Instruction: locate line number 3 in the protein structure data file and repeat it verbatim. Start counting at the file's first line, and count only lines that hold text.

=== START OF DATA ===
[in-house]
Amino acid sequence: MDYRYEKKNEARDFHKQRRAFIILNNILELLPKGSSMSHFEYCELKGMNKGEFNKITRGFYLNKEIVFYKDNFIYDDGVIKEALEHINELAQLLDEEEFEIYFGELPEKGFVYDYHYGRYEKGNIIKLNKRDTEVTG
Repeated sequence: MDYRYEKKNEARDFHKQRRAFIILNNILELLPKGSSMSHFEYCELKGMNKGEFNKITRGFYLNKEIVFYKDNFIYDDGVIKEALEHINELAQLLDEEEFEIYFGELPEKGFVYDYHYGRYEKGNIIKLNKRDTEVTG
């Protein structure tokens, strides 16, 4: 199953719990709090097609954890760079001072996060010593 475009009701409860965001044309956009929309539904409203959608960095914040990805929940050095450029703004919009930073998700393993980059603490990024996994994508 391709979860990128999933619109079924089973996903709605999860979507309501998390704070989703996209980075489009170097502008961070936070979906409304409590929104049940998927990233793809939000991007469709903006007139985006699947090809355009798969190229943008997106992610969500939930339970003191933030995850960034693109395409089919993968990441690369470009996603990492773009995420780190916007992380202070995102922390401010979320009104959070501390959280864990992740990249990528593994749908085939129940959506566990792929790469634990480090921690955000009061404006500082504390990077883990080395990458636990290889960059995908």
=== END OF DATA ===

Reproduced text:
Repeated sequence: MDYRYEKKNEARDFHKQRRAFIILNNILELLPKGSSMSHFEYCELKGMNKGEFNKITRGFYLNKEIVFYKDNFIYDDGVIKEALEHINELAQLLDEEEFEIYFGELPEKGFVYDYHYGRYEKGNIIKLNKRDTEVTG